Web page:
Meandering the quaint, winding alleyways of Nachlaot, I feel transported to an earlier era. This intriguing enclave in central Jerusalem is sandwiched between the busy thoroughfare of Rechov Yaffo, Machane Yehuda shuk, the quieter residential neighborhood of Sha’arei Chesed, and the expansive, grassy Sacher Park. Nachlaot’s various neighborhoods date back to the late 1870s, when overcrowding in the Old City caused a notable portion of its population to relocate. Many artists as well as colorful residents of all types and stripes live here create a mystique and vibe of diversity and inclusion. My curiosity is piqued. I want to know more about Nachlaot and meet its residents.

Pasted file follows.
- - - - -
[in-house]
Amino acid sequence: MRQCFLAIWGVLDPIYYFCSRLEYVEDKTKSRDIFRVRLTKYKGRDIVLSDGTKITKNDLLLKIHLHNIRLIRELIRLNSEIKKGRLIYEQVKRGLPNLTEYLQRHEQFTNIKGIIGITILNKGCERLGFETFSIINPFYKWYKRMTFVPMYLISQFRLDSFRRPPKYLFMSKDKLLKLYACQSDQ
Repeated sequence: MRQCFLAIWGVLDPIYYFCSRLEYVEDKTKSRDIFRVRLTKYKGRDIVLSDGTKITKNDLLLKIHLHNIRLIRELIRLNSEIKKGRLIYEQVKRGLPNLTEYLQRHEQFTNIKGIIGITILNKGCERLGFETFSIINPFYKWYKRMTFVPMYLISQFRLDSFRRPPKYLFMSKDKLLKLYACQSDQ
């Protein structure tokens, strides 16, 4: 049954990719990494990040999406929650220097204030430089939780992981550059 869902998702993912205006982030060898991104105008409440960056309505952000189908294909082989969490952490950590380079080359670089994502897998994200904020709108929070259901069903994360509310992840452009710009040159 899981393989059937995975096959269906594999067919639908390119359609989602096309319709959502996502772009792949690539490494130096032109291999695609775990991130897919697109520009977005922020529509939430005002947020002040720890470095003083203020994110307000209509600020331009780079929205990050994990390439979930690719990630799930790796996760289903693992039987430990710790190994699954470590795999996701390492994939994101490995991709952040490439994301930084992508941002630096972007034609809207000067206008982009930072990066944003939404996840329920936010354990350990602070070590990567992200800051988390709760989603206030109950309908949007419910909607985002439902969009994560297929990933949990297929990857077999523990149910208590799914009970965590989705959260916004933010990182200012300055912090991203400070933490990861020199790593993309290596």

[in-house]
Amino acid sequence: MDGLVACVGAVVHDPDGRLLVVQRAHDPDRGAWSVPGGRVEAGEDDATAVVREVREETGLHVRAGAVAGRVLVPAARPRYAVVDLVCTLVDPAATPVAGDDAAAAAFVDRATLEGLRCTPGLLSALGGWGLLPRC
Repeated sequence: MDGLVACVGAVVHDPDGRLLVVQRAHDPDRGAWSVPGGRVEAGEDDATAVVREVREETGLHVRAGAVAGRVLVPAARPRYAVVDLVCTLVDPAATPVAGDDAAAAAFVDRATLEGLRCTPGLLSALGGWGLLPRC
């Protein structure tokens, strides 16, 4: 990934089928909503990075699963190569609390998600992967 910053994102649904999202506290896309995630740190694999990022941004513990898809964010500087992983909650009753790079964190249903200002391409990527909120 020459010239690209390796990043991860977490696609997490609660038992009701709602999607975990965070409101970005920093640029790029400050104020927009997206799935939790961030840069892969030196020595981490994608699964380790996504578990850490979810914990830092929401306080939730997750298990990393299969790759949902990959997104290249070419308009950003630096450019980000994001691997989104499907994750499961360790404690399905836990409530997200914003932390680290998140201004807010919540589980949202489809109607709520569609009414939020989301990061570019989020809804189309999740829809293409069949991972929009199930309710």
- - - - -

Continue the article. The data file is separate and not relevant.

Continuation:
I head toward the home of Tzvi and Shaindel Deutsch and chat with Shaindel about her aliyah journey over a cup of tea. Shaindel Siskind Deutsch was born and raised in Baltimore until age 12, when she relocated to Israel with her parents and two brothers. The year was 2001, and Shaindel’s parents, Mark and Paula Siskind, had been contemplating aliyah for several years before deciding on the right time to make a go for it. The Siskind children did not make official aliyah together with their parents, so that they would be able to get their own aliyah benefits later on in life if they chose to remain in Israel.